Deadly storm cuts transport links around Vancouver

Deadly storm cuts transport links around Vancouver
An image from Nasa's worldview on Tuesday shows the extent of the flooding across the British Columbia region. Source: NASA
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Daily US Times: A deadly storm has severed road and rail links around Vancouver, Canada. The storm is described by officials as a once-in-a-century weather event.

After being damaged by severe flooding, two motorways connecting the West Coast city were closed.

Due to massive storm, thousands of people were forced to leave their homes.

A woman was killed in a highway landslide, and according to rescuers, at least two other people are missing.

The woman’s body was found near Lillooet, about 250km from Vancouver, according to the Royal Canadian Mounted Police (RCMP).

RCMP Sgt Janelle Shoihet said that rescuers hadn’t yet determined the number of occupied vehicles that were lost in the slide, AFP news agency reports.

Motorist Kathie Rennie told CBC News that she saw the landslide come down on traffic that was already at a standstill south of Lillooet.

She said: “No sooner do we get back into our vehicles, the people that were in front of us are just screaming and running. The look on their faces, it was like a tsunami was coming. It was the scariest thing that I’ve ever seen.”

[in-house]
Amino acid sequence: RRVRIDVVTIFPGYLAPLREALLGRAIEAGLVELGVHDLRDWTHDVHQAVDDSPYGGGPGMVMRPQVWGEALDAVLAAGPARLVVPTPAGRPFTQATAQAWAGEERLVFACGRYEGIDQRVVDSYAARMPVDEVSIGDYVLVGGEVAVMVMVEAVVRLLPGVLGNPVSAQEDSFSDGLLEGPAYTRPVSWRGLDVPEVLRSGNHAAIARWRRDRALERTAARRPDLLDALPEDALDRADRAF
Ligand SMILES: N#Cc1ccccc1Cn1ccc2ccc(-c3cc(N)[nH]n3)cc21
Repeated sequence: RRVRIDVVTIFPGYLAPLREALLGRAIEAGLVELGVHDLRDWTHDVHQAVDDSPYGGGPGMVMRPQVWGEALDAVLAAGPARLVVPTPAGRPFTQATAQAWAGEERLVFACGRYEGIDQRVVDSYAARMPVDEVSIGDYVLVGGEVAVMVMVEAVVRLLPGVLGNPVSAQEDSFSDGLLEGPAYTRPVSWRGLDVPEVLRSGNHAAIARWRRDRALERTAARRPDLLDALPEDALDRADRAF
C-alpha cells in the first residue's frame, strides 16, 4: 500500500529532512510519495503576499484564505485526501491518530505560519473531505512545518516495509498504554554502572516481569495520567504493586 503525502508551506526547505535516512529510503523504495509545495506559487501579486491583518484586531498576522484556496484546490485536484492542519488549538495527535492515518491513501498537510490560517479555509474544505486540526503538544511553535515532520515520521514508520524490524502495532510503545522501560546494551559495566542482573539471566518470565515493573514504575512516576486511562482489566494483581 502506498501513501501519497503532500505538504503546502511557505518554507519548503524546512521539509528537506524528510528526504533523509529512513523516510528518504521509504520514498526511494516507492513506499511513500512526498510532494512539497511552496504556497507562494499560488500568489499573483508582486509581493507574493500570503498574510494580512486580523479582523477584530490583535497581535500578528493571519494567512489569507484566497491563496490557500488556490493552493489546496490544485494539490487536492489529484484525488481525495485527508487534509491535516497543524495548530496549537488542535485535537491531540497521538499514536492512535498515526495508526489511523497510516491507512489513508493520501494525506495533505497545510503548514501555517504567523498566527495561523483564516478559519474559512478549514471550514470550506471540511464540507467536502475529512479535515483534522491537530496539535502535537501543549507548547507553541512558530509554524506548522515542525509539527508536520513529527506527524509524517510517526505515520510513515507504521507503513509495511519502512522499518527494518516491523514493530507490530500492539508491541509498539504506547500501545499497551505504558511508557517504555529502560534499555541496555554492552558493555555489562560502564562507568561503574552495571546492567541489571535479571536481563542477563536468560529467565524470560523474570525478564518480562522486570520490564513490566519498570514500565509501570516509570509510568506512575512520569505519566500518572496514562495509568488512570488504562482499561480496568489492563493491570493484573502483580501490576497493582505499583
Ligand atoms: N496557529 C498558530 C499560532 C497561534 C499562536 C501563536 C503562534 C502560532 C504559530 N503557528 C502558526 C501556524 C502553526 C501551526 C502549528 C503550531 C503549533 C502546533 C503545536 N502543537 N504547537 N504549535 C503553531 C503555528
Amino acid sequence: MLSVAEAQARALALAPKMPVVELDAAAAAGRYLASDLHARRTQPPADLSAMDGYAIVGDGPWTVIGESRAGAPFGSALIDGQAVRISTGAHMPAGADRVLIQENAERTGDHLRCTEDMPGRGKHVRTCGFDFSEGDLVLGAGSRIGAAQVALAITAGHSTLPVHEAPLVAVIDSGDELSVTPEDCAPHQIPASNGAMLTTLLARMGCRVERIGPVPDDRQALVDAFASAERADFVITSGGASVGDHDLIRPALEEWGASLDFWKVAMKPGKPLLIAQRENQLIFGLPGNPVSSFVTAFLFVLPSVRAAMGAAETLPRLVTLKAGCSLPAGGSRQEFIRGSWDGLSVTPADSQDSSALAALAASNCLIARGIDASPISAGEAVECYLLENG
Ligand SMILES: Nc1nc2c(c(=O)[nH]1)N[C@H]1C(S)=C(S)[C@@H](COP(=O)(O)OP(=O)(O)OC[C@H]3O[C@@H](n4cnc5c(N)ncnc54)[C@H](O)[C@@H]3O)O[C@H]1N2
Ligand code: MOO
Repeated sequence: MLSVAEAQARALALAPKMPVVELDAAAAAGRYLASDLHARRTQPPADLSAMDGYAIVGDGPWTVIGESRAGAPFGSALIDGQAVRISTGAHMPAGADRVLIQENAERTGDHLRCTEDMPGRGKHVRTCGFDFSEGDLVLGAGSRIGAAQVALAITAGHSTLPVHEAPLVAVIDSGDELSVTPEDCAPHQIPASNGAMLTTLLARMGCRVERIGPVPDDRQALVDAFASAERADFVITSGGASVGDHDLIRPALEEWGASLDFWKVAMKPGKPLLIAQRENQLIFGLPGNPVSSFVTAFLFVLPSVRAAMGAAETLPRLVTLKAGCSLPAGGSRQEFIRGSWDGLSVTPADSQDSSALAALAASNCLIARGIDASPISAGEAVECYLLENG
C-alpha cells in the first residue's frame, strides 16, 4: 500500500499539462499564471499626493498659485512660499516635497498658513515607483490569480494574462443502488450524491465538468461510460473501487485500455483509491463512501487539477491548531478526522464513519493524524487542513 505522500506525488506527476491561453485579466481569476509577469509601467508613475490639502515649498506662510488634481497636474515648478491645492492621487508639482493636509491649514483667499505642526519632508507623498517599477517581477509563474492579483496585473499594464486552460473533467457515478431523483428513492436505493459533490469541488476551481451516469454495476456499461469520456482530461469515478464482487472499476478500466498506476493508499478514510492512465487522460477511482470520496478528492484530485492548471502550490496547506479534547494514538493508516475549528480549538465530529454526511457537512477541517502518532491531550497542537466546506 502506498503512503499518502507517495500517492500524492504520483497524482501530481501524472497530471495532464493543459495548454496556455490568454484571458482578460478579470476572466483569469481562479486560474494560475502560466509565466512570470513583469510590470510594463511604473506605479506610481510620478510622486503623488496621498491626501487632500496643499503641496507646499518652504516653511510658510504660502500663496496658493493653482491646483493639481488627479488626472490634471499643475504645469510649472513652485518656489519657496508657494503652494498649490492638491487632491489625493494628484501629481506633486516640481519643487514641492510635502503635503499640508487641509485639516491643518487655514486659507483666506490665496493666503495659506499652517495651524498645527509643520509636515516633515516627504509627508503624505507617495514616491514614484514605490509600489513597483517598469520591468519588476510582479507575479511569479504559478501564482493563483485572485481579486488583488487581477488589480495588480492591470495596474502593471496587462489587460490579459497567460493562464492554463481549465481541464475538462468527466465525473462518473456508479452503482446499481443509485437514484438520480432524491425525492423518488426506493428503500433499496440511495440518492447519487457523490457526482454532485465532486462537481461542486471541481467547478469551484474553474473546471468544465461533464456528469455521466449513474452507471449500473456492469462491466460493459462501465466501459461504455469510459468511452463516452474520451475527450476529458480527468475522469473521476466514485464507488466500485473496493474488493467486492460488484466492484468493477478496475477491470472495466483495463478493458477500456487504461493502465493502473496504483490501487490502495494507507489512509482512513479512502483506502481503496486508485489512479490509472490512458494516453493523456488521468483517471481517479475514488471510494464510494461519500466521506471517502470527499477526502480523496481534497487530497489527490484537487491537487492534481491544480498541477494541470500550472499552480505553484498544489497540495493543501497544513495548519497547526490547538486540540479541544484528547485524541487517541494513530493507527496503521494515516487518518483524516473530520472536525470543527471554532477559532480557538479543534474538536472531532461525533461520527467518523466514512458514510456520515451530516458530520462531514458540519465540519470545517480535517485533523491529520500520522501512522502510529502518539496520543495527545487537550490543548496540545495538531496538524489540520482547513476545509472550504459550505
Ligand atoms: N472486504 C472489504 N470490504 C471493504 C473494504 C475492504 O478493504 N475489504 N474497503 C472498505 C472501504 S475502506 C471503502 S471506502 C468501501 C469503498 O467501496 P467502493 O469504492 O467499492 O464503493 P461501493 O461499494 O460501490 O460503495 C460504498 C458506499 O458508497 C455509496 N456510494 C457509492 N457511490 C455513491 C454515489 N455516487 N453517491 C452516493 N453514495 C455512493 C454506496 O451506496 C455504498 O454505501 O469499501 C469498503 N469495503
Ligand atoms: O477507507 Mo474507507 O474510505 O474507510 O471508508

She added: “I just turned around, and I’m just watching the whole side of the mountain coming down and taking out these cars… everything just being swept away. Just complete panic.”

Rob Fleming, the provincial minister of transportation, told a news conference it was the “worst weather storm in a century”. Minister of public safety, Mike Farnworth, said he had “no doubt” that the storm was linked to climate change.

Thousands of homes in British Columbia were evacuated after an “atmospheric river” – a long strip of moisture in the atmosphere that transports water from tropical regions towards the poles – dumped the region’s monthly rainfall average in just 24 hours.

All seven thousand residents of Merritt, about 120 miles north-east of Vancouver, were ordered to flee their homes on Monday.

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